There's nothing specific in the announcement beyond the news that a group of Russian companies are collaborating on the project. What's more meaningful, however, is that the news plays into the broader technological cold war that's currently being fought between foreign powers and the US. In the document, an expert is quoted as saying that "recent cyberattacks have made it clear that most information systems produced abroad are vulnerable."
In this context, abroad is euphemism for America, and it's not the first time that countries have played this particular tune. Late last year, Russia embraced Jolla's Sailfish, a Finnish OS that emerged from Nokia and Intel's doomed MeeGo project, for government phone use. Previously, the country has said that it wants to stop using Intel and AMD chips, very publicly dumped Microsoft products in favor of homegrown alternatives.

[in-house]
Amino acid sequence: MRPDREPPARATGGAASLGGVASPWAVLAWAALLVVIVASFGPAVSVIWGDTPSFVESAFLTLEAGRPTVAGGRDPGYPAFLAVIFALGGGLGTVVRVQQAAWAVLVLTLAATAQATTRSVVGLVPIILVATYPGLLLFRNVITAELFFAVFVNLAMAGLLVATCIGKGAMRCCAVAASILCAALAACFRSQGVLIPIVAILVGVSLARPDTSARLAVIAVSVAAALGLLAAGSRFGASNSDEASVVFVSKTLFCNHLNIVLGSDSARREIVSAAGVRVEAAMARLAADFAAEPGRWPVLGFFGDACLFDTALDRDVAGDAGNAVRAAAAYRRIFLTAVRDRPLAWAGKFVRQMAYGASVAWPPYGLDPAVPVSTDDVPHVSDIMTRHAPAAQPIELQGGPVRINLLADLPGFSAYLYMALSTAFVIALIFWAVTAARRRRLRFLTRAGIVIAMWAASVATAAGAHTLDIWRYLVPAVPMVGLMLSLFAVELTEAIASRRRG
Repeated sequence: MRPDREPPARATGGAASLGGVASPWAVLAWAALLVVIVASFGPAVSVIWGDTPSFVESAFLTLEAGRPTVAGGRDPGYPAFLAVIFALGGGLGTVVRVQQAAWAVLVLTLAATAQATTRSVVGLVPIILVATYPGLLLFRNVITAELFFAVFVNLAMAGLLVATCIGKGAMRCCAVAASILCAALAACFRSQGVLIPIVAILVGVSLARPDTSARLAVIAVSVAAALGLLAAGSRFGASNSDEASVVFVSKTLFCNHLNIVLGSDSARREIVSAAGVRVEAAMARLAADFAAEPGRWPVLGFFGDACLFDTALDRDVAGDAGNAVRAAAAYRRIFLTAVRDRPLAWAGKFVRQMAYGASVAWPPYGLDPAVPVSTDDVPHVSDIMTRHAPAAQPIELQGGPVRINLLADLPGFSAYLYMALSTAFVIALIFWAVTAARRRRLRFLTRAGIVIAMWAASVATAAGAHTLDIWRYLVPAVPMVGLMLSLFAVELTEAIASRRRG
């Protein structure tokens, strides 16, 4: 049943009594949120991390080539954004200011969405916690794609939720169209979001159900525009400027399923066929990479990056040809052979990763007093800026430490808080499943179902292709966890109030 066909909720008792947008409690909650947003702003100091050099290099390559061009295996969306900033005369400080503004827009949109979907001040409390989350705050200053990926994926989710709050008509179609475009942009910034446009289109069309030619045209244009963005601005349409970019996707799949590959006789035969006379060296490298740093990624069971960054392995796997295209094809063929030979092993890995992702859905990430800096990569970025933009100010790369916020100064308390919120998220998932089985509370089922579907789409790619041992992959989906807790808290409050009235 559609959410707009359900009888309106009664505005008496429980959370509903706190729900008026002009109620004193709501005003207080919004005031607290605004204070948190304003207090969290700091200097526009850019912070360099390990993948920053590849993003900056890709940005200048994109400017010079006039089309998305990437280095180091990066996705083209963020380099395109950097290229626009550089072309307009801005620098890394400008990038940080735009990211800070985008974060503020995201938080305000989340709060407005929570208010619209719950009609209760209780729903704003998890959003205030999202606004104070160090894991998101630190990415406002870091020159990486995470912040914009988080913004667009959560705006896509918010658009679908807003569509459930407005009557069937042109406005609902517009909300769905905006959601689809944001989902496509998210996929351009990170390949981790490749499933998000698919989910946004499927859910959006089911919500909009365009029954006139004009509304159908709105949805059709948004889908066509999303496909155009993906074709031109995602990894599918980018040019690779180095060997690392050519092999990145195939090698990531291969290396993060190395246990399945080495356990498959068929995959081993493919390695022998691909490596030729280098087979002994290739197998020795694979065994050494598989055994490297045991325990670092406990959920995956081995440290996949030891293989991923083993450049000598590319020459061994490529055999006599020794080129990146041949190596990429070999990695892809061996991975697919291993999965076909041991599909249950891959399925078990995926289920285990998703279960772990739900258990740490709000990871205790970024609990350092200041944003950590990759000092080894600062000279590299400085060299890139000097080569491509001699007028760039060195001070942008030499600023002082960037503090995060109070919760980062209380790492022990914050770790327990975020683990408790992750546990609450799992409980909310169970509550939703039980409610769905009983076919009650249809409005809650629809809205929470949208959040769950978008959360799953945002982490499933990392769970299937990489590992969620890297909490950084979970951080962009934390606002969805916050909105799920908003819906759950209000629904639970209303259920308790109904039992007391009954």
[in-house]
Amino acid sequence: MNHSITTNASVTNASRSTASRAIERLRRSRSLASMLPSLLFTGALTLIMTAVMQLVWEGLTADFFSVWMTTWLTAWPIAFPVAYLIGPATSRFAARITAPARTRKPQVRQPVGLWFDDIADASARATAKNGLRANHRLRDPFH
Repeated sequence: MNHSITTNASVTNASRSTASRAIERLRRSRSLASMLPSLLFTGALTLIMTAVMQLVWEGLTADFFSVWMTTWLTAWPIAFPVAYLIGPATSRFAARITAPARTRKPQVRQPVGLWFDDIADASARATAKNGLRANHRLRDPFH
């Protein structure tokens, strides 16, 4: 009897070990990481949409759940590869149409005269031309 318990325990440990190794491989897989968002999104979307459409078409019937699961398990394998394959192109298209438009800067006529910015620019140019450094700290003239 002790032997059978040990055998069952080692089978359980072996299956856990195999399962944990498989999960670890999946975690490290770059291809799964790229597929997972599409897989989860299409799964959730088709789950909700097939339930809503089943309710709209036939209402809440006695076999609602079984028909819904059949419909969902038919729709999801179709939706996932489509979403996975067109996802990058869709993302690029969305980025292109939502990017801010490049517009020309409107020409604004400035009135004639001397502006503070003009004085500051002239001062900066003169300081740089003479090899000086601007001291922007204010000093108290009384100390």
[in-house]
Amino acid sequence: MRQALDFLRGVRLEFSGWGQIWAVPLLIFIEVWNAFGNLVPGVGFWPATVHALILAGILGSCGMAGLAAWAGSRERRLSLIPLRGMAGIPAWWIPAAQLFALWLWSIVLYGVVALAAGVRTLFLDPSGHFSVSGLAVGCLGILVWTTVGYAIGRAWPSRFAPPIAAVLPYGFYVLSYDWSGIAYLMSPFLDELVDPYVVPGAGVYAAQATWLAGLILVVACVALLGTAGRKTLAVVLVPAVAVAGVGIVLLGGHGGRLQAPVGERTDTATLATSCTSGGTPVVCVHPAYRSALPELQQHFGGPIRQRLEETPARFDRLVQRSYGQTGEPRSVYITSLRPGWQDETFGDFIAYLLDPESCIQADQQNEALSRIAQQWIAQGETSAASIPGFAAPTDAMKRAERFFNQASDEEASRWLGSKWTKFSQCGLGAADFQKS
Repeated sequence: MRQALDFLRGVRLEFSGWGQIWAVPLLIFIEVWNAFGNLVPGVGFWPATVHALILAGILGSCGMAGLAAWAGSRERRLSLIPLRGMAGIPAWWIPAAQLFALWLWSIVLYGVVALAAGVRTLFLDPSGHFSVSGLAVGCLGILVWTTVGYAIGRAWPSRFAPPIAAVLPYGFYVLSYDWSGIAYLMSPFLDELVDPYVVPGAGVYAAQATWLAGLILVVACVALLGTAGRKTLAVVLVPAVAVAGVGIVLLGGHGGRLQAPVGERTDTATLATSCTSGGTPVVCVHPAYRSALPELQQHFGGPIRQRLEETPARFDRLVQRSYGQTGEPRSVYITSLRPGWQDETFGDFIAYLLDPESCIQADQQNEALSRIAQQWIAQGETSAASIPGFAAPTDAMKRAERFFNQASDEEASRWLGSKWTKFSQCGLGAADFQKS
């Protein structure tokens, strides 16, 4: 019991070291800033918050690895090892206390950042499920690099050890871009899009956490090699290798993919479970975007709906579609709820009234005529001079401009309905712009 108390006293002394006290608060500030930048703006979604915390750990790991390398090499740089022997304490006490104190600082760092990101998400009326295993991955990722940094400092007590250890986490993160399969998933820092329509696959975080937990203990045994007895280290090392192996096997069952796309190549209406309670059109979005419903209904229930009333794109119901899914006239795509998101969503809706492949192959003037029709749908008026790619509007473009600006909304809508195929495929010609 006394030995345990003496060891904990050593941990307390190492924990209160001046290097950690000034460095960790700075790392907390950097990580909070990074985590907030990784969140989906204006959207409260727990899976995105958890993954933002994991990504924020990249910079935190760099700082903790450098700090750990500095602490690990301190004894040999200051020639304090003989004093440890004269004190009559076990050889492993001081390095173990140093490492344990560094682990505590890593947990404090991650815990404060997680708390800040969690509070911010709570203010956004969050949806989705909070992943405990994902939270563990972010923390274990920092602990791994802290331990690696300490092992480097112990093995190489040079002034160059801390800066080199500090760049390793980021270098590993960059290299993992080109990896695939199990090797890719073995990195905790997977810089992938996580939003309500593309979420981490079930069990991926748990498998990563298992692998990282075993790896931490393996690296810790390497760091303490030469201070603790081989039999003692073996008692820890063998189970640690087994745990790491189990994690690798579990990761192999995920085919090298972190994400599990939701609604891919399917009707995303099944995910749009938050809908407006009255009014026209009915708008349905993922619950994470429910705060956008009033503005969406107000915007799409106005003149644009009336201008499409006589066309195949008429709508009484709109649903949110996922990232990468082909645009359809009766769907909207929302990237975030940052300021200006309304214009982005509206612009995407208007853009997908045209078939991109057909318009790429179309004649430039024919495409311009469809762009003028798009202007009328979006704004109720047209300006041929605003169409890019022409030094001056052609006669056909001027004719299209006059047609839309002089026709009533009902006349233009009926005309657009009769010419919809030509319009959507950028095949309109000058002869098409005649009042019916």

There's also the fact that Russia has, uh, precedent when it comes to exploiting the weaknesses in American software. Like when Russian hackers exploited a flaw in Windows to steal a cache of sensitive NATO documents. Or when the country (allegedly) breached data systems in the State Department, or when others (also allegedly) managed to gain access to the White House. Oh, and the Pentagon, not to mention any hacking that might have taken place in 2016 that could have helped swing the election.
The Rostec release says that its new Skype clone contains no "surprises" and is "properly protected from undue external influence." It's expected that, when completed, this system will be used by government agencies and businesses to protect their communications.